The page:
Perhaps the answer lies in the film's most literal evocation of the concept of deception. Halfway through the film, there's another party. Like the first party, the host is much wealthier than Bill, there's an extended sequence of Bill getting dressed up before going, and the attendees obscure their true identities. However, these similarities aren't immediately apparent, as this is not a traditional party; it's some kind of bizarre occult mass, a meeting held by extremely wealthy and powerful people where everyone wears an ornate mask and takes part in ceremonial sex acts. The sequence in which Tom enters and explores this party is one of the most hypnotic scenes in Kubrick's body of work, simultaneously indelible and disturbing. Near the beginning of this sequence is a shot of some ritual, with a blindfolded pianist in the foreground providing accompaniment. Revealing the source of the scene's ethereal music demystifies it a little, but the cultists are in the light, taking up much more of the frame, while the piano player is in shadow. There may be no supernatural or spiritual power in the ritual, but there is, in fact, some godlike force at work: The force of class, of financial and political power.
In another echo of the film's earlier party, it all ends abruptly when Bill is called away by the host and put in a position that demonstrates how much less power he holds than the host and other attendees. This may be one place where the link between the film's alternating explorations of Bill as a husband and Bill as a fixture in a hierarchy comes to the fore. The password to the party is "Fidelio," obviously meant to evoke "fidelity," the concept at the heart of the tensions in the Harfords' marriage. It would be ironic that this should be the password to a party that revolves entirely around unfaithful sex acts, but the film considers the concept of fidelity not as it relates to loyalty, but as it relates to power. As much as Bill's troubles stem from infidelity, it's of no concern at all for those who are more powerful than him.
Why is this difference in ideals so important? Because it's enticing. Throughout the film, Bill exercises influence over less wealthy people by throwing around his money and status. He has no need for money, and that affords him some level of authority. But the people even more powerful than Bill are not limited by social conventions, and they can withhold such benefits from Bill at will. By collectively declaring themselves above the obligations of others, they end up having something Bill wants, putting him in a disadvantaged position. They capitalize on sexual anxiety, flaunting the fact that they are spared from such feelings but denying Bill the same.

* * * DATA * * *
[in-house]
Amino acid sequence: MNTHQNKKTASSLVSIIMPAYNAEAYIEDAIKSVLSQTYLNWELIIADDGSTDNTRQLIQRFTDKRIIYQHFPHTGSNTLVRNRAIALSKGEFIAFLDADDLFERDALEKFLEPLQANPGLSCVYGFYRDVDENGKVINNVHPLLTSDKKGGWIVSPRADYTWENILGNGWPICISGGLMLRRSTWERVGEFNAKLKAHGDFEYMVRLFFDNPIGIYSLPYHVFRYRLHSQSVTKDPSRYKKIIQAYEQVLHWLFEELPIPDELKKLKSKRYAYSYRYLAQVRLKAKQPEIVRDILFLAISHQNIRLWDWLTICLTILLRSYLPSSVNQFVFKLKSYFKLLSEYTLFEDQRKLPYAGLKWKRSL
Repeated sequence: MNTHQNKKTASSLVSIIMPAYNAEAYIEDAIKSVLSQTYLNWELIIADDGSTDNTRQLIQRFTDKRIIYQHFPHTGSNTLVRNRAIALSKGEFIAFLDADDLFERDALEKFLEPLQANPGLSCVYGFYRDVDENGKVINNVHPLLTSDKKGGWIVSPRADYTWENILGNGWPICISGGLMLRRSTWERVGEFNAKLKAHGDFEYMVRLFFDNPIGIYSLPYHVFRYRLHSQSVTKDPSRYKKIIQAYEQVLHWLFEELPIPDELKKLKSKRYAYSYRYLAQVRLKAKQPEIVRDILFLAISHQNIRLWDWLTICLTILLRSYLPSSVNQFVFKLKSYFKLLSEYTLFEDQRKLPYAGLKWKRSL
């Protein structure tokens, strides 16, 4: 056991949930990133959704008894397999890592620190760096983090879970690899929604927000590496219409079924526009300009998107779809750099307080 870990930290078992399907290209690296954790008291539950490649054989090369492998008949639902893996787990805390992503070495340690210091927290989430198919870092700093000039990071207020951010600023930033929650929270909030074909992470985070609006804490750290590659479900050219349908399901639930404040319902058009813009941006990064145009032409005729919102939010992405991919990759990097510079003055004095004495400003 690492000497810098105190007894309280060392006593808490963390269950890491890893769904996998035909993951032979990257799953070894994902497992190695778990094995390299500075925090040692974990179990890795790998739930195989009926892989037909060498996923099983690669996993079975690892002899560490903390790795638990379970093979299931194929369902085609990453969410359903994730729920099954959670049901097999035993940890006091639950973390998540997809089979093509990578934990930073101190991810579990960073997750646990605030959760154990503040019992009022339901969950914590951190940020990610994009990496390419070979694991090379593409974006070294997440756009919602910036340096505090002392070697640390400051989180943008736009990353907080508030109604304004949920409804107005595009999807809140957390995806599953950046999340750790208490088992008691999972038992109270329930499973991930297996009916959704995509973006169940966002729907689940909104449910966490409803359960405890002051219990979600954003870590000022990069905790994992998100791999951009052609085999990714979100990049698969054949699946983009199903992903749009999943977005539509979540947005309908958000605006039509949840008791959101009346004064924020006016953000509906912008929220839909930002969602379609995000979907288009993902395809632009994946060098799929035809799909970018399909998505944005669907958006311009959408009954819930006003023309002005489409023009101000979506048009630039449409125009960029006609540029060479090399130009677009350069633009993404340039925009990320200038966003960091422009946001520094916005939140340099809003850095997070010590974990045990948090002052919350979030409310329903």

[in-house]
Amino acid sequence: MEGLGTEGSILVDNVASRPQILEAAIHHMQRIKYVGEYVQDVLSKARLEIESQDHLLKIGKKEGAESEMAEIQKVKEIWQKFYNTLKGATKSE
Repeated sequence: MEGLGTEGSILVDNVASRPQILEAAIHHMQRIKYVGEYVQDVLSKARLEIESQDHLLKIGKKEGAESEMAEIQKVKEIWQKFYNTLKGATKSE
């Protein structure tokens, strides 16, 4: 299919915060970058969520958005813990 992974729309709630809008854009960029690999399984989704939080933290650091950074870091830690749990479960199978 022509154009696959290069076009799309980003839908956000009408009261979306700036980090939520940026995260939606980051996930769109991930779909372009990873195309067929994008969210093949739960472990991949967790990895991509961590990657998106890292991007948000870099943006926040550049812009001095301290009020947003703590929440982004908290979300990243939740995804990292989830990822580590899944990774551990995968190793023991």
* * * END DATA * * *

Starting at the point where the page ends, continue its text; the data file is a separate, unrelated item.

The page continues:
Cinematographer Larry White causes every light in the film to emit a sort of translucent fog, contributing to the film's dreamlike ambience. It also emphasizes the various Christmas decorations, and consequently the differences between wealthy, middle class, and working class spaces. The tone of every scene is defined by color, and the way light pools in the film allows new colors to invade a scene when a character moves through space. Kubrick also employs dissolve transitions of unusually long duration, starting from close-ups of Bill. A similar technique was used in The Shining, to the effect of making the film's reality feel unstable and blurry; here it comes with the same effect, while also making the reality dependent on Bill's cognitive state.
In the most literal sense, Eyes Wide Shut is a conspiracy theorist's film. But it lacks the resolution to give its references to the occult carry any weight; instead, it draws the viewer to consider them as references to power in general while the camera highlights the hierarchy of that power and its relationship to an individual personality. In Eyes Wide Shut, power works by forcing people to suppress their true identities, threatening to destroy those identities if they ever show. But it also tantalizes people by hanging the opportunity to be free from that suppression just out of reach. The goal is not simply to make Bill follow, it's to make him want to follow. The film's ending is not just ambiguous for us, it's ambiguous for Bill; the final dialogue suggests that he and Alice are trying to decide just how complacent they want to be. The film offers the viewer awareness (or at least, an alternate way of looking at things, courtesy of Kubrick); it leaves it up to them to decide what to do with it.
You can certainly argue whether Kubrick's perspective is necessarily correct, but it's the thought that counts. Think of it as a Christmas present.